I almost never order chicken at restaurants. Somehow, chicken has gotten the reputation for being “boring” and usually, I’m more interested in trying fish or some kind of meat. There is one chicken dish that I will always order, however – the chicken Milanese at I Nonni. I worked at I Nonni, a great Italian restaurant just outside of St. Paul, the summer after I graduated college and before I moved to New York. It was a great summer – the last time (probably) that I would live at home with my parents, the last summer I could be “a kid”. (You’re still a kid at 22, right?) I worked two restaurant jobs pretty much every day for those three months to save up money so that I could move to NYC at the end of August, and the nights I toiled away at I Nonni, I would usually end up ordering the chicken for dinner. Something about the lemony-buttery-bitter artichoke combination appealed to me – and of course, the crispy chicken and peppery arugula didn’t hurt either.
Later that fall when I was feeling a little homesick, I attempted to create the chicken dish to bring back little bit of home into my apartment full of hand-me-down furniture and less-than-desirable neighbors. I’ve changed it a bit over the past few years, but every time I make this dish, it reminds me of home.
I can’t say that I’ve ever really been all that into the Super Bowl, but I can of course always get down with the food. This year, however, I will be actually watching the game (and, obviously, the Beyoncé half-time show) in addition to enjoying some delicious snacks. Ari is a die-hard 49ers fan (though perhaps “fan” is somewhat of an understatement) and he’ll be in New Orleans for the game, which means I’ll have to fend for myself here in New York. That said, if I were hosting a Super Bowl party, I pulled together a few recipes from my archives that I would make:
Chicken Lettuce Wraps
Ricotta and Honey Crostini
Avocado and Corn Salsa
Turkey & Pork Ricotta Meatballs
And for something a little sweeter…
Lemon Bars, my go-to recipe for parties
Or this quick Orange-Olive Oil Cake, which is easily transportable.
What are you making for the Super Bowl? Are you rooting for either team? (Go Niners!)
In honor of Sunday night’s Mad Men premiere (so great. It’s been far too long!) A. and I went over to my friend Justin’s house for a retro dinner, including deviled eggs, tea sandwiches, and classic iceberg wedge salads (and, of course, Manhattans and martinis). I was in charge of dessert, and decided to make a chiffon cake, a first for me. Chiffon cake is similar in theory to a soufflé, folding egg whites separately into the dough. Mine collapsed — actually not sure if that’s supposed to happen, but I think so? In any case, it did make a nice, light dessert after a ’60′s-inspired dinner. Continue reading
As today’s temperatures are reaching almost 50 degrees, I couldn’t resist making a trip to the farmer’s market at Grand Army Plaza this morning. Of course, I always love the market best in the summer, but there is something very comforting about the apples, root vegetables, and hearty greens that are available now. I also wanted to try out my camera a little more in a setting outside my kitchen. I’m still very much learning about all of the settings and options, but below are a few of my shots from the market.And when I got home…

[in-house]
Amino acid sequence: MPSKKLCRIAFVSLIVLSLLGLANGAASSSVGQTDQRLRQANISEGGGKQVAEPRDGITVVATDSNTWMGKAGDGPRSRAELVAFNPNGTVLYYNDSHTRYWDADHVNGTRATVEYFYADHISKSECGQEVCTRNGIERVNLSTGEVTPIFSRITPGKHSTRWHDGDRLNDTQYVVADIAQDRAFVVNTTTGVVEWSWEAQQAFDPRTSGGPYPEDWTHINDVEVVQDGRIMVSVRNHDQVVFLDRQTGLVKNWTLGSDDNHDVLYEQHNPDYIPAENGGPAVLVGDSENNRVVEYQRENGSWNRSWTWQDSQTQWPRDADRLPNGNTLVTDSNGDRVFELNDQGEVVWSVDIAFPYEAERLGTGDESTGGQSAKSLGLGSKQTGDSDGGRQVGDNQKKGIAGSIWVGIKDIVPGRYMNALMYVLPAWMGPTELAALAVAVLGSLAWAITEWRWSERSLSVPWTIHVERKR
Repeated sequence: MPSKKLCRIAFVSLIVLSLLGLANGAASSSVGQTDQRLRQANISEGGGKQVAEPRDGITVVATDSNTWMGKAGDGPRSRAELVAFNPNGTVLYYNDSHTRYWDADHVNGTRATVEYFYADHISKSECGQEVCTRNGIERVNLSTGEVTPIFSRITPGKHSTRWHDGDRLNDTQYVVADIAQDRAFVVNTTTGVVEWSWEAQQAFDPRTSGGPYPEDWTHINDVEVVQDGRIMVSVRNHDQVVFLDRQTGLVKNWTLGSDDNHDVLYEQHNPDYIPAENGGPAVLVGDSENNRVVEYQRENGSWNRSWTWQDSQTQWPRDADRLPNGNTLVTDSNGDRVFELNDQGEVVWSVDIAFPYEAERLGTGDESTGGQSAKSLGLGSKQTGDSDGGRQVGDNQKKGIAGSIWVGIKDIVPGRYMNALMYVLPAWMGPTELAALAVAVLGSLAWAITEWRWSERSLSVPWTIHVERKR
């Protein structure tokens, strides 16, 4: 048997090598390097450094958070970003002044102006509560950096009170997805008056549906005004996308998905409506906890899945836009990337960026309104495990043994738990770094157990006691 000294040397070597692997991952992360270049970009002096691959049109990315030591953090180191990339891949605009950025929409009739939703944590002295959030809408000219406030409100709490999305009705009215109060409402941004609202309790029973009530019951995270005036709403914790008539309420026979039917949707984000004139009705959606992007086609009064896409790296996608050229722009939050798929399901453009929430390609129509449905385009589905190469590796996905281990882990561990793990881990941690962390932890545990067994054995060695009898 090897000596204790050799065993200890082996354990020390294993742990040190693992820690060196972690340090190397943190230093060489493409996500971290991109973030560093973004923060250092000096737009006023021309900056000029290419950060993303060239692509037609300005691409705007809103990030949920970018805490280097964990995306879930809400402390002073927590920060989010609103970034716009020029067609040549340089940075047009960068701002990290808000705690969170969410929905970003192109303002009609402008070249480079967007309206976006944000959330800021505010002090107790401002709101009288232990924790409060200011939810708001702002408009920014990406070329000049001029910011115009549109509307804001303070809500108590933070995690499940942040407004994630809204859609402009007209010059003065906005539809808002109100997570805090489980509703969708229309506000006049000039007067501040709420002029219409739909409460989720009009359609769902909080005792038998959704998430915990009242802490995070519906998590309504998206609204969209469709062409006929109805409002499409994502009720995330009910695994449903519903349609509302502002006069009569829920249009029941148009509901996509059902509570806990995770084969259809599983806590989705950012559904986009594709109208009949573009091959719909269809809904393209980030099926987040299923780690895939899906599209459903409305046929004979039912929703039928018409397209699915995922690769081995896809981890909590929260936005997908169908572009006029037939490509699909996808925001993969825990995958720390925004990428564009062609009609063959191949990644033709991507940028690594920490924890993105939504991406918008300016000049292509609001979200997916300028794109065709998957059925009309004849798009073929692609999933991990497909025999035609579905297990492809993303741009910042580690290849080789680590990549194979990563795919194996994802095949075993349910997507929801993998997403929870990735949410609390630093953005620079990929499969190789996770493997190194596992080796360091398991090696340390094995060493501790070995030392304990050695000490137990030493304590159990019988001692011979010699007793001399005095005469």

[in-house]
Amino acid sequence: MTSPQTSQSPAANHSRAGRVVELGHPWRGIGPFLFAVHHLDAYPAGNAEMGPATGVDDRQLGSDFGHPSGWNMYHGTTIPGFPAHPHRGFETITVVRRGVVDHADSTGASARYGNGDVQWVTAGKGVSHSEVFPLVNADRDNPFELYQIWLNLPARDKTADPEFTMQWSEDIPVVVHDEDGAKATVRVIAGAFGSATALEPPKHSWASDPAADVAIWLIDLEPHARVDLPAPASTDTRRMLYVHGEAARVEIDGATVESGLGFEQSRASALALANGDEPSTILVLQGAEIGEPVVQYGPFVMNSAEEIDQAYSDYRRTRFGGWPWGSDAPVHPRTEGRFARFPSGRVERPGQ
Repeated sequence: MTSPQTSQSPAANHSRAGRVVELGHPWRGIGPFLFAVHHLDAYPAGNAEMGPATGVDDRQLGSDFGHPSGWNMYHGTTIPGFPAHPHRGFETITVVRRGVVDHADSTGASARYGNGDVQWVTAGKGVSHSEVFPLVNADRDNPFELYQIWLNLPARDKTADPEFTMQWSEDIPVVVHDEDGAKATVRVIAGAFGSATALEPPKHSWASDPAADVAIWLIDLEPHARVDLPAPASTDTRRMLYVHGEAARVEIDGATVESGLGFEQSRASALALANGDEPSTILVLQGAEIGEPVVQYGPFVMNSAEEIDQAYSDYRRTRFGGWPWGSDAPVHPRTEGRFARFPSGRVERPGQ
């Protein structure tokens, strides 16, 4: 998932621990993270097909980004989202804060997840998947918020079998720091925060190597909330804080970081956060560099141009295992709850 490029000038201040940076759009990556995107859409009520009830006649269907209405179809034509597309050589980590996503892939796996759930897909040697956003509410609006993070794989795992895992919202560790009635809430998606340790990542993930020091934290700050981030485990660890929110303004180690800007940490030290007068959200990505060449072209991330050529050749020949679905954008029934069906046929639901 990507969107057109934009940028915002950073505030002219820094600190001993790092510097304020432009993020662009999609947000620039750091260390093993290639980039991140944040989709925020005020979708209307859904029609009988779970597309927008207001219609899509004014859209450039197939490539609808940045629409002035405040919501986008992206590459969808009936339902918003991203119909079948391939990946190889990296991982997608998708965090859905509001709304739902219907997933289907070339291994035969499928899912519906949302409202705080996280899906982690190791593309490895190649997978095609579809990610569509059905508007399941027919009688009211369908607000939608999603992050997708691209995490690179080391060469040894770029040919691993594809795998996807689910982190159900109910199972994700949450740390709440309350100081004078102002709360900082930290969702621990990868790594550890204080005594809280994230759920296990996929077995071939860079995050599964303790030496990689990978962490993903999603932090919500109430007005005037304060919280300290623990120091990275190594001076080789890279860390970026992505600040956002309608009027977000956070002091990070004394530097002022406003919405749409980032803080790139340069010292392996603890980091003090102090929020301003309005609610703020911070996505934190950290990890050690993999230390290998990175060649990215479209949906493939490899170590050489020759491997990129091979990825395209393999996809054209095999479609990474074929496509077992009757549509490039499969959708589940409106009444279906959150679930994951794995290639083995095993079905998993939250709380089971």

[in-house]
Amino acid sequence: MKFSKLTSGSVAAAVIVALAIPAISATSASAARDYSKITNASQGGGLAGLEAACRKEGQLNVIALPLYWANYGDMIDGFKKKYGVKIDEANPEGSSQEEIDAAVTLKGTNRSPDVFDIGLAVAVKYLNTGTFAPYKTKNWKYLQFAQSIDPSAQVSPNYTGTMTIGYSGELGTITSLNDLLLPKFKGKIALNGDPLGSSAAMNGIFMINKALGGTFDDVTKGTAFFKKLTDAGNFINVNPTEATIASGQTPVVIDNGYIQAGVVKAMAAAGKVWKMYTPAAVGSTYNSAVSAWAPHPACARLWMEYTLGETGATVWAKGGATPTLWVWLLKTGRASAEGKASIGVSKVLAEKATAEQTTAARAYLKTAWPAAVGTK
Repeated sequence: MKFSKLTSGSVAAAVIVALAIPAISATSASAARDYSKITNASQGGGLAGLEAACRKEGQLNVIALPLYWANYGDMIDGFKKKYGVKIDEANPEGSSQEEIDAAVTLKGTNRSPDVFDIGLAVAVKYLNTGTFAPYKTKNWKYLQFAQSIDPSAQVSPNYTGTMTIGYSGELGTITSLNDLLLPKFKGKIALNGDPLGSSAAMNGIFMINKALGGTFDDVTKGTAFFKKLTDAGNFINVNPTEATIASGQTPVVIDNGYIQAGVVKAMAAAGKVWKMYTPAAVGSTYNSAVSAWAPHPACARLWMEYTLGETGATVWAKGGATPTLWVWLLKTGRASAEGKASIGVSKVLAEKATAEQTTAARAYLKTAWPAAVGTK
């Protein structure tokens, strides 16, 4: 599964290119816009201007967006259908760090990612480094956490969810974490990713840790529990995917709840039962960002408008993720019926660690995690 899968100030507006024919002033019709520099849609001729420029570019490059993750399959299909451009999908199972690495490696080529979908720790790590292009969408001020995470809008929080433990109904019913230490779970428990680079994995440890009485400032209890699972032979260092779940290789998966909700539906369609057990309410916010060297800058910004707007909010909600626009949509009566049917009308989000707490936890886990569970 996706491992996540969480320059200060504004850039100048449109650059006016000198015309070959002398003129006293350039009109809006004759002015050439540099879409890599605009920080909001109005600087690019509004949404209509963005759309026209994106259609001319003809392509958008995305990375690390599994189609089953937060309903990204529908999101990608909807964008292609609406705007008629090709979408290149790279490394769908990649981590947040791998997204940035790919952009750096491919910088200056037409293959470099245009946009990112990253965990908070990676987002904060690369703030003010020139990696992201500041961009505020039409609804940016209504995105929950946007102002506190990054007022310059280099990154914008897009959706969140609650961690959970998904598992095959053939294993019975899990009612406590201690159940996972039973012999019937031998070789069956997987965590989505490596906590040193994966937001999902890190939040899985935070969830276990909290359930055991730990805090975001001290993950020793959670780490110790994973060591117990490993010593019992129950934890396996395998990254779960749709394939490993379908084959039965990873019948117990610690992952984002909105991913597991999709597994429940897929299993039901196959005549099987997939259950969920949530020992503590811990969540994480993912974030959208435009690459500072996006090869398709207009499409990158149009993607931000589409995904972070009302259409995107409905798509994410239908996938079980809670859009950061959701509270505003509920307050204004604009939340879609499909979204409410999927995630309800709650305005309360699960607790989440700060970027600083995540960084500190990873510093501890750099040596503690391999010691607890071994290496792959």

Alright, finally: the recipe. When I was little, one of my favoite “breakfasts” was the incredibly sweet lemon-poppyseed mini muffins from the supermarket. I’m not quite sure why my mother let us eat these as they were bascially dessert. In any casee, this dessert was inspired by those muffins, but is a slightly more sophisticated take. I made this the other night when I didn’t have my camera, so forgive the instagram photos. This recipe was taken from one of my favorite food blogs, Always With Butter, but I made a few tweaks, including changing the cirtus from orange to lemon. I also was far too excited to eat it when it came out of the oven, which explains why the glaze pretty much melted into the cake. In addition, I would use more powdered sugar next time to make the icing thicker. Still good though.
Lemon Poppyseed Cake (adapted from this recipe on Always With Butter)
2 cups flour
1 teaspoon baking powder
1/2 teaspoon salt
1 3/4 cups sugar
1 1/4 cups butter, softened
1/3 cup lemon juice
1 tablespoon lemon zest
1 teaspoon vanilla
1/4 cup poppy seeds
1/2 cup powdered sugar
3 tablespoons lemon juice
Preheat oven to 350 degrees. Butter and flour an 8×8 baking pan. Sift first three ingredients in a medium bowl and set aside. Best butter and sugar with an electric mixer until fluffy. Add eggs one at a time, beating well after each addition. Then add zest, lemon juice, and vanilla. Mix well. Mix in flour mixture and poppy seeds. Pour into prepared pan, and bake for one hour or until a tester comes out clean. Cool completely. Whisk powdred sugar and lemon juice until you have a thick glaze, then pour over cooled cake.
My mother brings these lemon bars to almost every party that I can remember, and they are inevitably a hit. They are certainly the best lemon bars I have ever had, and I have started to continue her tradition by bringing them to a holiday party in December. I think my favorite part is the tart lemon glaze, which gives them a really lovely brightness. I’m pretty sure these are originally from a copy of Sunset magazine circa 1991, but I can’t be sure. In any case, they are classic. Be sure to use fresh-squeezed lemon juice for the best results.